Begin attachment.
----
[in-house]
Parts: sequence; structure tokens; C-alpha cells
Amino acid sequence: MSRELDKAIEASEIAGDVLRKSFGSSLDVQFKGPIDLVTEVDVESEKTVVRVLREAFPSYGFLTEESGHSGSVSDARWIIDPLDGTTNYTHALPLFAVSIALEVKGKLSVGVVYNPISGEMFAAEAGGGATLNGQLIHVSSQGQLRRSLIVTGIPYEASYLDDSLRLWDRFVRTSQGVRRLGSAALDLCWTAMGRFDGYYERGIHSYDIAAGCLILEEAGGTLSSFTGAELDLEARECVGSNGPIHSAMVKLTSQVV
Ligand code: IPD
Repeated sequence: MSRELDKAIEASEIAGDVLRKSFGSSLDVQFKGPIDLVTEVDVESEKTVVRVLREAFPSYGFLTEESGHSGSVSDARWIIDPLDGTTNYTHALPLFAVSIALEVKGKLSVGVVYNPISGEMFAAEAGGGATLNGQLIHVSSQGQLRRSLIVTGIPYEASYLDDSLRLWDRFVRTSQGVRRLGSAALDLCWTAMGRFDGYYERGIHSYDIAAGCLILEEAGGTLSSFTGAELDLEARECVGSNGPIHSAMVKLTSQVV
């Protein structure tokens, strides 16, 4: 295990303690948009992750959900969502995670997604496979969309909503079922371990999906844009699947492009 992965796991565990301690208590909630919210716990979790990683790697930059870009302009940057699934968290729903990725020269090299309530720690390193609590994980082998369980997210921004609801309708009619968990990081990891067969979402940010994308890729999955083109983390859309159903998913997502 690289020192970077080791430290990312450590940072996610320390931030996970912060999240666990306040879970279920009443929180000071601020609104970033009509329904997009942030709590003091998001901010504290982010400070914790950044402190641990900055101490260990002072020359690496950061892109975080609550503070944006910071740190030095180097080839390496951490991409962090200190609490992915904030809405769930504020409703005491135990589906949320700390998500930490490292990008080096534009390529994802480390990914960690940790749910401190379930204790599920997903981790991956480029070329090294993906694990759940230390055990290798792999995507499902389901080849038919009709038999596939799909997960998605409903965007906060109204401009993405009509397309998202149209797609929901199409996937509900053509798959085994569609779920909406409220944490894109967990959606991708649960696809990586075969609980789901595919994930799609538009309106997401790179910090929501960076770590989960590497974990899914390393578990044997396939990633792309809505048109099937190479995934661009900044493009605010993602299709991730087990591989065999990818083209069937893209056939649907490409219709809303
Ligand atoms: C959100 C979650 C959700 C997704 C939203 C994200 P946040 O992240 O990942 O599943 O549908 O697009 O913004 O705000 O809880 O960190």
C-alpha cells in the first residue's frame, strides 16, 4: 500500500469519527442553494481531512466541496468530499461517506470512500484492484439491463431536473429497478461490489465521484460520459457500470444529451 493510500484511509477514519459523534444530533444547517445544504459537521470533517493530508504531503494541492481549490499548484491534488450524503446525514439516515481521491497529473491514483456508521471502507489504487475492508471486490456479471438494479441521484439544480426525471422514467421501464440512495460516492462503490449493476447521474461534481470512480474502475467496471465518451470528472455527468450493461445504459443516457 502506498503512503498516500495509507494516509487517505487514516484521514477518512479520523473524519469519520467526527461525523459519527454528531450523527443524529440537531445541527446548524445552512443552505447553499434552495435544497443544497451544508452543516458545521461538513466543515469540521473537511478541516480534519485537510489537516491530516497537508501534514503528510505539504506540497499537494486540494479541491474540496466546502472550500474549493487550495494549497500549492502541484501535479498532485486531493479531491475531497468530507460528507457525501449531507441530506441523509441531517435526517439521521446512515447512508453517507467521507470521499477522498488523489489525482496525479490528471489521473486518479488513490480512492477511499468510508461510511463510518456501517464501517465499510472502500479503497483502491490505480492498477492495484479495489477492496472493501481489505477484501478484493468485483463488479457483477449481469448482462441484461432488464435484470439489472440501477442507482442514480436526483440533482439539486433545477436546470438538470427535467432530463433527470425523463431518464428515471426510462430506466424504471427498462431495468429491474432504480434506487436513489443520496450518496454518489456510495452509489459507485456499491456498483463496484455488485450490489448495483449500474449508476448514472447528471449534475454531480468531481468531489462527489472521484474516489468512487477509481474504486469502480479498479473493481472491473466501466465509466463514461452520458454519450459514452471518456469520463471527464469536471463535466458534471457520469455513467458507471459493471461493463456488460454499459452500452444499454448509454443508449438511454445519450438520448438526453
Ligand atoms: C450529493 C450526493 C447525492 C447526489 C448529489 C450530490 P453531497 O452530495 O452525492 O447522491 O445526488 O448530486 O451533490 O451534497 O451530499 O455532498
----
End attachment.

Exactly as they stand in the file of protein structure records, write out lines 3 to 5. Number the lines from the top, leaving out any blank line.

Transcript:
Amino acid sequence: MSRELDKAIEASEIAGDVLRKSFGSSLDVQFKGPIDLVTEVDVESEKTVVRVLREAFPSYGFLTEESGHSGSVSDARWIIDPLDGTTNYTHALPLFAVSIALEVKGKLSVGVVYNPISGEMFAAEAGGGATLNGQLIHVSSQGQLRRSLIVTGIPYEASYLDDSLRLWDRFVRTSQGVRRLGSAALDLCWTAMGRFDGYYERGIHSYDIAAGCLILEEAGGTLSSFTGAELDLEARECVGSNGPIHSAMVKLTSQVV
Ligand code: IPD
Repeated sequence: MSRELDKAIEASEIAGDVLRKSFGSSLDVQFKGPIDLVTEVDVESEKTVVRVLREAFPSYGFLTEESGHSGSVSDARWIIDPLDGTTNYTHALPLFAVSIALEVKGKLSVGVVYNPISGEMFAAEAGGGATLNGQLIHVSSQGQLRRSLIVTGIPYEASYLDDSLRLWDRFVRTSQGVRRLGSAALDLCWTAMGRFDGYYERGIHSYDIAAGCLILEEAGGTLSSFTGAELDLEARECVGSNGPIHSAMVKLTSQVV